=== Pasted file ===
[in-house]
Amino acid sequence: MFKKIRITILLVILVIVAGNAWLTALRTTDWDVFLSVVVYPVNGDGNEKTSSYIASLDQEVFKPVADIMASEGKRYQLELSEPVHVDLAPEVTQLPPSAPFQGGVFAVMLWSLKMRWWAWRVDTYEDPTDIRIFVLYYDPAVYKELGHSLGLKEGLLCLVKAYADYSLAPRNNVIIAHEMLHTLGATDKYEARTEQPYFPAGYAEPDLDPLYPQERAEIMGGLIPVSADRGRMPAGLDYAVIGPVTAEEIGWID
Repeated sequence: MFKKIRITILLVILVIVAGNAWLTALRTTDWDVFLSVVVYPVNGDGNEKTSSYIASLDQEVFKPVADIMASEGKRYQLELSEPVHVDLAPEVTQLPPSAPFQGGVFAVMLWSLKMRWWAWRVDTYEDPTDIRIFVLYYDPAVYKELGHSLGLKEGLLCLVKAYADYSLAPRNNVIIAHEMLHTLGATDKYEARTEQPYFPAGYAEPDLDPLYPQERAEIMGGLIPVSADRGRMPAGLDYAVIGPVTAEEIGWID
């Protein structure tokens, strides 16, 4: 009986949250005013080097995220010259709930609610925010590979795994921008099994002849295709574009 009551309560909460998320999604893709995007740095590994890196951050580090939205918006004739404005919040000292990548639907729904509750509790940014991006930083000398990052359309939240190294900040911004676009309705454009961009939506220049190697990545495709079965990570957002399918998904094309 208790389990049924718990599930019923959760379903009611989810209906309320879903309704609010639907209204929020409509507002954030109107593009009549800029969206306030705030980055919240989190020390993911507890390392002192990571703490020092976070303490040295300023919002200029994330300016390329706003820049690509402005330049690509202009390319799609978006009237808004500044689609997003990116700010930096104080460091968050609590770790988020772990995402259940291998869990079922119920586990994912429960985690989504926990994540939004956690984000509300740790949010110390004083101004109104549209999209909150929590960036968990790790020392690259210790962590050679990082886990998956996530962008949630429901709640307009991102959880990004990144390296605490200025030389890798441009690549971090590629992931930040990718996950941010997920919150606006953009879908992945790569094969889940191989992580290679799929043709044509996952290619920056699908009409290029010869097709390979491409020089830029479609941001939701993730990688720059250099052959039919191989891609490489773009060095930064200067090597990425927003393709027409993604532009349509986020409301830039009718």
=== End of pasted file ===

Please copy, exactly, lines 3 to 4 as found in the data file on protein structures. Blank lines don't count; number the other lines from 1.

Repeated sequence: MFKKIRITILLVILVIVAGNAWLTALRTTDWDVFLSVVVYPVNGDGNEKTSSYIASLDQEVFKPVADIMASEGKRYQLELSEPVHVDLAPEVTQLPPSAPFQGGVFAVMLWSLKMRWWAWRVDTYEDPTDIRIFVLYYDPAVYKELGHSLGLKEGLLCLVKAYADYSLAPRNNVIIAHEMLHTLGATDKYEARTEQPYFPAGYAEPDLDPLYPQERAEIMGGLIPVSADRGRMPAGLDYAVIGPVTAEEIGWID
């Protein structure tokens, strides 16, 4: 009986949250005013080097995220010259709930609610925010590979795994921008099994002849295709574009 009551309560909460998320999604893709995007740095590994890196951050580090939205918006004739404005919040000292990548639907729904509750509790940014991006930083000398990052359309939240190294900040911004676009309705454009961009939506220049190697990545495709079965990570957002399918998904094309 208790389990049924718990599930019923959760379903009611989810209906309320879903309704609010639907209204929020409509507002954030109107593009009549800029969206306030705030980055919240989190020390993911507890390392002192990571703490020092976070303490040295300023919002200029994330300016390329706003820049690509402005330049690509202009390319799609978006009237808004500044689609997003990116700010930096104080460091968050609590770790988020772990995402259940291998869990079922119920586990994912429960985690989504926990994540939004956690984000509300740790949010110390004083101004109104549209999209909150929590960036968990790790020392690259210790962590050679990082886990998956996530962008949630429901709640307009991102959880990004990144390296605490200025030389890798441009690549971090590629992931930040990718996950941010997920919150606006953009879908992945790569094969889940191989992580290679799929043709044509996952290619920056699908009409290029010869097709390979491409020089830029479609941001939701993730990688720059250099052959039919191989891609490489773009060095930064200067090597990425927003393709027409993604532009349509986020409301830039009718």